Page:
Open Garden, one of the finalists at TechCrunch Disrupt New York last year, just launched the newest version of its Android, Mac and Windows app that makes sharing your mobile Internet connections even easier. In many ways, this 2.0 release, which the company presented at the Launch conference this morning, fulfills the promises Open Garden made when it first launched.
The new version, for example, now automatically creates a mesh network between all the Open Garden-enabled devices within reach and automatically picks the fastest connection to route traffic. If one phone is connected to Wi-Fi, for example, other phones can then use this connection to offload their 3G and 4G bandwidth through this one phone or laptop (or even multiple devices to increase the bandwidth available to all devices on the network).
Since its launch last year, the Open Garden app has now been installed over 2.1 million times, the company’s CEO and co-founder Micha Benoliel told me last week from the company’s offices on Treasure Island. Until now, Benoliel said, the app was mostly being used for sharing mobile data. The new version changes this in his view. Now, the app really allows you to crowdsource connectivity.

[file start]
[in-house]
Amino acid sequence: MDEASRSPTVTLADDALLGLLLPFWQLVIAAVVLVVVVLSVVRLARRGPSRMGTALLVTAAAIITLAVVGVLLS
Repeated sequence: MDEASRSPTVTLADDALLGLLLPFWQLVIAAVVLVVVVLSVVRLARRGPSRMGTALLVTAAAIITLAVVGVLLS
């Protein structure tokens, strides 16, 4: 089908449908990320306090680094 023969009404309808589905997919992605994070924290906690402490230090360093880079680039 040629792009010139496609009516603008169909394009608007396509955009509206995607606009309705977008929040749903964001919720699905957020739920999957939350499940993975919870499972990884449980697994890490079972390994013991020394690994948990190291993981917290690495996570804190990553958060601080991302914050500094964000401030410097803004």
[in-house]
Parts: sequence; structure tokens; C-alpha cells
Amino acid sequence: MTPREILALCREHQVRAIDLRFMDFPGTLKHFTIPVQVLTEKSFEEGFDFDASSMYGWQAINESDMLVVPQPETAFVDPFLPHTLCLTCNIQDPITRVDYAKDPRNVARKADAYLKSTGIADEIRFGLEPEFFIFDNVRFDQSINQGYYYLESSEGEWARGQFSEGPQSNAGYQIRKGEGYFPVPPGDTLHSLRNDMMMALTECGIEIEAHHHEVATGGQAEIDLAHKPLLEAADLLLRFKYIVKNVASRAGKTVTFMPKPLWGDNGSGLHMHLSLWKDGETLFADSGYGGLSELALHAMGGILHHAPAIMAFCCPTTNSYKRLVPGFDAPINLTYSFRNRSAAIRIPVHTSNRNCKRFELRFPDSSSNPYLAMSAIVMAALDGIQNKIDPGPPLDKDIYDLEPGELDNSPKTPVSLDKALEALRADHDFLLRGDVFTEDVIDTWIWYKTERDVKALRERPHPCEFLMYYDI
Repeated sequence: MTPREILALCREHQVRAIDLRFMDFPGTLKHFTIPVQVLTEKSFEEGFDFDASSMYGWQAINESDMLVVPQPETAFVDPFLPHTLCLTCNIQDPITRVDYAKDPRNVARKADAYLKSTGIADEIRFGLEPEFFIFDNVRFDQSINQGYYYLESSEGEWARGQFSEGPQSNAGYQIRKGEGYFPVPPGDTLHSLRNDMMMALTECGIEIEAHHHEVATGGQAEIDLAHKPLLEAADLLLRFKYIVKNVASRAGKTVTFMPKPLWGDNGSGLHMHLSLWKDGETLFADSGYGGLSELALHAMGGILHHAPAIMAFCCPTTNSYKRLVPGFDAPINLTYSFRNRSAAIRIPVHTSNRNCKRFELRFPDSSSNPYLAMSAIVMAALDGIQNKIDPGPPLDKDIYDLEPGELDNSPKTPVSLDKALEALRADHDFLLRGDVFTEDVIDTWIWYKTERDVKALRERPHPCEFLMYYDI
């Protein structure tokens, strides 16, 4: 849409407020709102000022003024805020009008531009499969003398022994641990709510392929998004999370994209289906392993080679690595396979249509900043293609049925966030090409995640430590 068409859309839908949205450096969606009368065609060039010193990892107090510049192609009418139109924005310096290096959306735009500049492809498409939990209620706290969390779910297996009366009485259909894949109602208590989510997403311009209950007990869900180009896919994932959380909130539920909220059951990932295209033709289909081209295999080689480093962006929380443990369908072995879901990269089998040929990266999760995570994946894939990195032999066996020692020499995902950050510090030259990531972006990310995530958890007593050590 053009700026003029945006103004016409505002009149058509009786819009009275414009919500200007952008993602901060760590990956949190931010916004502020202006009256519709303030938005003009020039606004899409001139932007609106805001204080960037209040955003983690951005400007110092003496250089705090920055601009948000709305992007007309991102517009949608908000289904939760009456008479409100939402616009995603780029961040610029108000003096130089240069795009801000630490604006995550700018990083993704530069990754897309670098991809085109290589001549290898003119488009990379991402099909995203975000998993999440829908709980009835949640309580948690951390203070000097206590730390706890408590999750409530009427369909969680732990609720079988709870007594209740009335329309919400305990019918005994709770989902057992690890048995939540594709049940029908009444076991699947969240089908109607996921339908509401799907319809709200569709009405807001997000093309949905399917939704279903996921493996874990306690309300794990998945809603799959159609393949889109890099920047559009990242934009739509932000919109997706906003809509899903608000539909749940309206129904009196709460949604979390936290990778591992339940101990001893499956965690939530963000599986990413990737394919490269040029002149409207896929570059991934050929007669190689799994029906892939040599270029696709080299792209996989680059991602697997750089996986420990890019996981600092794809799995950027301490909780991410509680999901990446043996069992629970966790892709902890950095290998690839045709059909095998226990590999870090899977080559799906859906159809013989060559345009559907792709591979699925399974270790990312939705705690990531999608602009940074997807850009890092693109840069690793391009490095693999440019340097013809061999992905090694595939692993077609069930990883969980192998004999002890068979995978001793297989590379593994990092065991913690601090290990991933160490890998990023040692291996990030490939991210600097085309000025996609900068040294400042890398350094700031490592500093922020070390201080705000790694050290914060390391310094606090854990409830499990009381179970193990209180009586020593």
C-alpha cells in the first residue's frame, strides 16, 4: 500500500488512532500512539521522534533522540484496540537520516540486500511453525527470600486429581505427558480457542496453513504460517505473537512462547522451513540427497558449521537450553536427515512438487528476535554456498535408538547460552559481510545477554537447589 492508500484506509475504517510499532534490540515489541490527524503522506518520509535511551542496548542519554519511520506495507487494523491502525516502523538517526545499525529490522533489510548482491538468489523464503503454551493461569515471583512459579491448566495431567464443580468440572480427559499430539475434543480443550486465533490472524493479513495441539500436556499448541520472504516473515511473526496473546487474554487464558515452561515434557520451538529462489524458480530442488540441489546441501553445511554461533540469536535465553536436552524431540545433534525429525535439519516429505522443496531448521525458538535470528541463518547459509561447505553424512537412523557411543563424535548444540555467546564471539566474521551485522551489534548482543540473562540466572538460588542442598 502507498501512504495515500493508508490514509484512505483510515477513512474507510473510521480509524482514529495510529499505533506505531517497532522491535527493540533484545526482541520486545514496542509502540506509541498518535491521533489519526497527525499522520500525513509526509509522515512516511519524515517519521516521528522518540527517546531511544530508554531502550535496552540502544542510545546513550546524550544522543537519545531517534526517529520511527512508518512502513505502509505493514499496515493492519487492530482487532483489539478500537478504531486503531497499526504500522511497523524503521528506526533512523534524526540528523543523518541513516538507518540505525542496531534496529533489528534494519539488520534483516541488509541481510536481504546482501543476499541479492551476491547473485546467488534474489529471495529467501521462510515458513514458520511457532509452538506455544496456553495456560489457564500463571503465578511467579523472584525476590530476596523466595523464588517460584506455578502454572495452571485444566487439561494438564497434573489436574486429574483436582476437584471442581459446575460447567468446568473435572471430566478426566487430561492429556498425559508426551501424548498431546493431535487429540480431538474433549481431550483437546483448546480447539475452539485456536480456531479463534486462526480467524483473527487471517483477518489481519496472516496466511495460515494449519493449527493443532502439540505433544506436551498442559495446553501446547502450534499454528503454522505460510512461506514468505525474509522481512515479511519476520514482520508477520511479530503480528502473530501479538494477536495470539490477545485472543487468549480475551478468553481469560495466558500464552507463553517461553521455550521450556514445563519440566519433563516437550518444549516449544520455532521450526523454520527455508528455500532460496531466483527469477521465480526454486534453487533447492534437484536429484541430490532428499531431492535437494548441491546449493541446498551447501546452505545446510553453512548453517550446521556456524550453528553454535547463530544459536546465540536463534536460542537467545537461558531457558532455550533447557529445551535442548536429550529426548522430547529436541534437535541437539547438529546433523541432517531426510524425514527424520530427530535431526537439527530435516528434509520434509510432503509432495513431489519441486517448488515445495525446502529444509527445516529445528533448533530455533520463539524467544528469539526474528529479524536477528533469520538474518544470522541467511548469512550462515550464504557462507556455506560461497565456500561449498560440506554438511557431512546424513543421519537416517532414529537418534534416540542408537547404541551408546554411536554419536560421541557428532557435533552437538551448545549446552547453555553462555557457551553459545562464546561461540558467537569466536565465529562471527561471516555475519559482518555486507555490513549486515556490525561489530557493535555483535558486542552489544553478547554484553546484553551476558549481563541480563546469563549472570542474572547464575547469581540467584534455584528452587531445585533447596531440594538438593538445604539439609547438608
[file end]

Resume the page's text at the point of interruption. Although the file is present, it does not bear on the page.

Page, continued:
The new version can also create a multi-hop network, meaning there could be multiple phones or laptops in between you and the final Internet on-ramp on the mesh network. In previous versions, users had to connect directly to the device that provided the actual Internet connection. Using its so-called “gossip” feature, all the devices in the mesh are now aware of the other phones, laptops and desktops with Open Garden around them, which makes for a smarter network and also ensures that the mesh is very reliable and can route traffic faster.
The company is already talking to a number of carriers, though Benoliel wasn’t ready to disclose any details about these discussions yet. Not all of the carriers, of course, like the idea of Open Garden, given that it allows you to circumvent their own mobile hotspot features. AT&T, for example, continues to block the service. Open Garden, however, believes that its service could be a boon for carriers. “As the public accesses more data-centric and bandwidth-intensive applications, delivering that video content will become an increasingly bigger challenge for mobile operators. Consumers will blame carriers if their video quality is subpar,” Benoliel said in a statement today.
Besides the carriers, Open Garden is also talking with the automotive industry. For car manufacturers, Benoliel argued, Open Garden could offer a kind of asynchronous telemetry service that could use a driver’s phone to cache data on the phone and then send it to the car manufacturer when it’s on a Wi-Fi network. In addition, an Open Garden-enabled car could also just use a driver’s phone to provide Internet access to on-board apps.